“I’ll take this for what it is. If it makes me think and play like this, then I don’t care what the limitations are. I mean, some of the things I’m coming up with these days sound like psychedelic country and western!”

Johnson says that while he only writes instrumental material, that doesn’t mean his songs don’t have narrative meanings – even if they may not always be easily discerned by his listeners.

“This is a very autobiographical CD. The specifics are different, but the impetus was totally based on my own experiences growing up. The character of Charlie Shoe (the “mildly autistic” self-taught guitar prodigy with the photographic memory who features prominently in both the genesis of this album and Johnson’s soon-to-be-released next effort) that I’m adopting for these shows... the way Charlie sounds is the way I learned to play the guitar as a kid, with tangible melody lines and a slower pace. It’s more about songcraft.

“That’s why I’m not so concerned about whether or not people can wrap their heads around the notion of this fictional story. It all comes from the same place. It’s based on real historical facts, Memphis music, the rockabilly world.”

Johnson does admit that at times, the long months of hard work he’s put into developing what is essentially a bemusing one-act stage show and original score have left him feeling like “the kid in Rushmore who puts on all those stupid plays,” but says he’s relishing this new, combined form of expression.

“In a way, it’s like the Theatre of The Absurd, ok? I’m adopting a character so that I can pursue and perform songs that represent my own personal history of American music – from the area where I was raised.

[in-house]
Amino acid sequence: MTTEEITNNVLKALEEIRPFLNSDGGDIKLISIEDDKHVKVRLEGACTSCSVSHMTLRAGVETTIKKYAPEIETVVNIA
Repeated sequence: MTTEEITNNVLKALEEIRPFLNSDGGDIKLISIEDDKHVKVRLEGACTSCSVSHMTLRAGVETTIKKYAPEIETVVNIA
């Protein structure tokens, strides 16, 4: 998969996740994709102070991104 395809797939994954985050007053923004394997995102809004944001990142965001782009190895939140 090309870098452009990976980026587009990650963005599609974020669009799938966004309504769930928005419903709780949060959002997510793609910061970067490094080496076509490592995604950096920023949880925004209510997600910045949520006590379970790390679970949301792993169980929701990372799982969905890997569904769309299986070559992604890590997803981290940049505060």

“So, in pulling away and creating something based in fictional mythology it gives me a great opportunity. People have no expectations of Charlie. He doesn’t even exist! He becomes a vehicle for a level of honesty that in some cases you can’t find because ego gets in the way.

“See, I’m not interested in what I can do, but what the music can do. I know it’s a bit of a Dada trip – but what winds up being the case with these songs is that someone had to write them. Someone had to perform them, and go through the effort of recording them. That’s me by default because I’m the only one who knows how to play the guitar like this.”

Johnson says the process has already been so freeing and inspirational for him that he’s planning a series of themed albums – each based around a single instrument, and featuring a new, fictional character drawn in part from his own life.

“The point of this recording is not about virtuosity, but content and concept,” he confides. “I have spent too many years having the reputation as the axe-slinger doing the ‘impossible thing’ on the guitar. It was time to think and feel my way for a change.”

Richard Leo Johnson celebrates the release of The Legend of Vernon McAlister by appearing in the guise of “Charlie Shoe” at The Sentient Bean, Saturday at 8 pm. Suggested donation is $5 for ALL AGES, and advance copies of his new CD will be available for sale.


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Jim Reed